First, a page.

|3 Months Ended|
Dec. 30, 2017
|Debt Disclosure [Abstract]|
On May 10, 2016, we entered into a Fifth Amended and Restated Credit Agreement (the “Amended Credit Agreement”) with Wells Fargo Bank, National Association (“Wells Fargo”), as Administrative Agent, the Sole Lead Arranger and the Sole Book Runner, and the financial institutions named therein as Lenders, which are Wells Fargo, PNC Bank, National Association and Regions Bank. Our subsidiaries, M.J. Soffe, LLC, Culver City Clothing Company (f/k/a Junkfood Clothing Company), Salt Life, LLC, and Art Gun, LLC (together with the Company, the “Companies”), are co-borrowers under the Amended Credit Agreement.
On November 27, 2017, Delta Apparel, Soffe, Junkfood, Salt Life, and Art Gun (collectively, the “Borrowers”) entered into a First Amendment to the Fifth Amended and Restated Credit Agreement with Wells Fargo and the other lenders set forth therein (the “First Amendment”).
The First Amendment amends the definition of Fixed Charge Coverage Ratio within the Amended Credit Agreement to permit up to $10 million of the proceeds received from the March 31, 2017, sale of certain assets of the Junkfood business to be used towards share repurchases for up to one year from the date of that transaction. In addition, the definition of Permitted Purchase Money Indebtedness is amended to extend the time period within which the Borrowers may enter into capital leases and to increase the aggregate principal amount of such leases into which the Borrowers may enter to up to $15 million. The definition of Permitted Investments is also amended to permit the Borrowers to make investments in entities that are not a party to the Amended Credit Agreement in an aggregate amount of up to $2 million. The First Amendment also allows the change in the name of our Junkfood Clothing Company subsidiary to Culver City Clothing Company. There were no changes to the Agreement related to interest rate, borrowing capacity, or maturity.
The Amended Credit Agreement allows us to borrow up to $145 million (subject to borrowing base limitations), including a maximum of $25 million in letters of credit. Provided that no event of default exists, we have the option to increase the maximum credit to $200 million (subject to borrowing base limitations), conditioned upon the Administrative Agent's ability to secure additional commitments and customary closing conditions. The credit facility matures on May 10, 2021. In fiscal year 2016, we paid $1.0 million in financing costs associated with the Amended Credit Agreement.
As of December 30, 2017, there was $90.1 million outstanding under our U.S. revolving credit facility at an average interest rate of 3.3% and additional borrowing availability of $26.6 million. This credit facility includes a financial covenant requiring that if the amount of availability falls below the threshold amounts set forth in the Amended Credit Agreement, our Fixed Charge Coverage Ratio (“FCCR”) (as defined in the Amended Credit Agreement) for the preceding 12-month period must not be less than 1.1 to 1.0. We were not subject to the FCCR covenant at December 30, 2017, because our availability was above the minimum required under the Amended Credit Agreement, and we would have satisfied our financial covenant had we been subject to it. At December 30, 2017, and September 30, 2017, there was $9.0 million and $7.7 million, respectively, of retained earnings free of restrictions to make cash dividends or stock repurchases.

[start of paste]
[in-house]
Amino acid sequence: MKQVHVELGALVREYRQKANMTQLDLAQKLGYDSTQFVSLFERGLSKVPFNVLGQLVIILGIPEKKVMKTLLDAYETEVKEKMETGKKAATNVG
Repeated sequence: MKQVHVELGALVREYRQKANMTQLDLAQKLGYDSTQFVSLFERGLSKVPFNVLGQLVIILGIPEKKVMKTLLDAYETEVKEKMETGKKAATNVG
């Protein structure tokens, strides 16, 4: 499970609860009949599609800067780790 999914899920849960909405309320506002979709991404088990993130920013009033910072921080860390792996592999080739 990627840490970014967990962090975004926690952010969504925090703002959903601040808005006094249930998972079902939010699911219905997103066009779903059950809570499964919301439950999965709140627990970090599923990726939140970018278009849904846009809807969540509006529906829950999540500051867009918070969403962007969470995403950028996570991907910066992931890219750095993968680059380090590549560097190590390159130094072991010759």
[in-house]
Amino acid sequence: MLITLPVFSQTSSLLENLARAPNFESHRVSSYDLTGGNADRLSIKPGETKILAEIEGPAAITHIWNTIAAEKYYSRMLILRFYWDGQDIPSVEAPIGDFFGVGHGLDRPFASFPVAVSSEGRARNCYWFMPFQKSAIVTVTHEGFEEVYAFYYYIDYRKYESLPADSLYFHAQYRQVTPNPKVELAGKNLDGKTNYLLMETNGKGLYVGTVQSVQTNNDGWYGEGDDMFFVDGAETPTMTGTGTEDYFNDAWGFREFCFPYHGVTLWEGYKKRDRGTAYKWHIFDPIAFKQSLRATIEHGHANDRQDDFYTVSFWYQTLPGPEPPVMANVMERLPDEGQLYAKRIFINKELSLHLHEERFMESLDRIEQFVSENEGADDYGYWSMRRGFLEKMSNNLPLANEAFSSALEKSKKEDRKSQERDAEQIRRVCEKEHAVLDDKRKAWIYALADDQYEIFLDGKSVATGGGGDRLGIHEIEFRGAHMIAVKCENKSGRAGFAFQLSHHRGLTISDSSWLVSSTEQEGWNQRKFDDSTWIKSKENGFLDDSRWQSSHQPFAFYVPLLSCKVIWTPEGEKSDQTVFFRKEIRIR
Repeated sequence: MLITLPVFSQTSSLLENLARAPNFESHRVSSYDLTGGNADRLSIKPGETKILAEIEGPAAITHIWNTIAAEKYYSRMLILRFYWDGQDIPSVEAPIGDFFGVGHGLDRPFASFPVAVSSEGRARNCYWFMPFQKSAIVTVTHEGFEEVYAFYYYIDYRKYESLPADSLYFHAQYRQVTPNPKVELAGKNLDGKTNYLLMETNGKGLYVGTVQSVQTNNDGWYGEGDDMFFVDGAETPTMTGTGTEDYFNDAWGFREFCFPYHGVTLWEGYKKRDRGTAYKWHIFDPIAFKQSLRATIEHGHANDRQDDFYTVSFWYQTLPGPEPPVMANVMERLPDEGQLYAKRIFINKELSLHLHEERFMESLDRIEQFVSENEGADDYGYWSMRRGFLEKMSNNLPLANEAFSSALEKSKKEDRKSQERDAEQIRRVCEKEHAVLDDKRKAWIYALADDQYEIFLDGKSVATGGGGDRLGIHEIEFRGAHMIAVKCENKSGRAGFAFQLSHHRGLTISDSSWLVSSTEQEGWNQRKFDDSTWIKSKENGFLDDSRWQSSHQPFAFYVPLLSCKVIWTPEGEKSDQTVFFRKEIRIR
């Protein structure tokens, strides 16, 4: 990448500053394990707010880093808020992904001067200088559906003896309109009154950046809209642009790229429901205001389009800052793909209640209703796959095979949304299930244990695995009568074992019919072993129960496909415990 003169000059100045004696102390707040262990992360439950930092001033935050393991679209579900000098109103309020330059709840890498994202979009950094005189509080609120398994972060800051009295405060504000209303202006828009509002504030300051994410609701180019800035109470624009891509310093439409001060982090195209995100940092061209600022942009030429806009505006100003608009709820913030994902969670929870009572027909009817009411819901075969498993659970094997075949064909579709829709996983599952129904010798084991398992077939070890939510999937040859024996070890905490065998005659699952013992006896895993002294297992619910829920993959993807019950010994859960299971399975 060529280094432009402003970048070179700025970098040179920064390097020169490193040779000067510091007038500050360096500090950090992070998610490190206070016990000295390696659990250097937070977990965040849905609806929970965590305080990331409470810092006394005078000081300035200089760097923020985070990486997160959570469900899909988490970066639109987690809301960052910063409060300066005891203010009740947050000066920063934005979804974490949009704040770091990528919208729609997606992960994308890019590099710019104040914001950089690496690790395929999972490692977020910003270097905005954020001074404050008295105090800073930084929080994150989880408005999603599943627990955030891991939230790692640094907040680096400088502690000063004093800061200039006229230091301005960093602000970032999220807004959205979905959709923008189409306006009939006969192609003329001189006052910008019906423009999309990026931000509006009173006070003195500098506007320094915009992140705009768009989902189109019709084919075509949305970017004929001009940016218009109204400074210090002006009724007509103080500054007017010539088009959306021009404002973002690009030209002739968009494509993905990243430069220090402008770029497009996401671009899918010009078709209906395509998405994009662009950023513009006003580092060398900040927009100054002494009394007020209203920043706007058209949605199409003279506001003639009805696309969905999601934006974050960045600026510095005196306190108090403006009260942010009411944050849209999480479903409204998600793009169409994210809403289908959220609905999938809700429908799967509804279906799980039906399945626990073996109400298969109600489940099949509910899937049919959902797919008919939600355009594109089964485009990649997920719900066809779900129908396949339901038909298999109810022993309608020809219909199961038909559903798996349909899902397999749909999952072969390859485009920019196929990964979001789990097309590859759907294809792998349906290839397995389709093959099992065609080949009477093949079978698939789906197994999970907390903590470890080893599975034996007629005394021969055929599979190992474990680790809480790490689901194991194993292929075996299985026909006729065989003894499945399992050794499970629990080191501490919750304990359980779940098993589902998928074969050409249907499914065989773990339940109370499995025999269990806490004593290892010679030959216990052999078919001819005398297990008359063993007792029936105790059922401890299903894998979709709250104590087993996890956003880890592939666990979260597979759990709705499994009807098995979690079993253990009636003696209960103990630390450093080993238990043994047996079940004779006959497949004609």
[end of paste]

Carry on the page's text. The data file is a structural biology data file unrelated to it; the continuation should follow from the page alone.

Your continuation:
The Amended Credit Agreement contains a subjective acceleration clause and a “springing” lockbox arrangement (as defined in FASB Codification No. 470, Debt ("ASC 470")) whereby remittances from customers will be forwarded to our general bank account and will not reduce the outstanding debt until and unless a specified event or an event of default occurs. Pursuant to ASC 470, we classify borrowings under the Amended Credit Agreement as long-term debt.
In August 2013, we acquired Salt Life and issued two promissory notes in the aggregate principal amount of $22.0 million, which included a one-time installment of $9.0 million that was due and paid as required on September 30, 2014, and quarterly installments commencing on March 31, 2015, with the final installment due on June 30, 2019. The promissory notes are zero-interest notes and state that interest will be imputed as required under Section 1274 of the Internal Revenue Code. We imputed interest at 1.92% on the promissory note that matured June 30, 2016, and was paid in full as required. We impute interest at 3.62% on the promissory note that matures on June 30, 2019. At December 30, 2017, the discounted value of the promissory note outstanding was $3.9 million.
Since March 2011, we have entered into loans and a revolving credit facility with Banco Ficohsa, a Honduran bank, to finance both the operations and capital expansion of our Honduran facilities. Each of these loans is secured by a first-priority lien on the assets of our Honduran operations and is not guaranteed by our U.S. entities. These loans are denominated in U.S. dollars and the carrying value of the debt approximates its fair value. The revolving credit facility requires minimum payments during each six-month period of the 18-month term; however, the loan agreement permits additional drawdowns to the extent payments are made and certain objective covenants are met. The current revolving Honduran debt, by its nature, is not long-term, as it requires scheduled payments each six months. However, as the loan permits us to re-borrow funds up to the amount repaid, subject to certain covenants, and we intend to re-borrow funds, subject to those covenants, the amounts have been classified as long-term debt.
Additional information about these loans and the outstanding balances as of December 30, 2017, is as follows (in thousands):
The entire disclosure for long-term debt.
Reference 1: http://www.xbrl.org/2003/role/presentationRef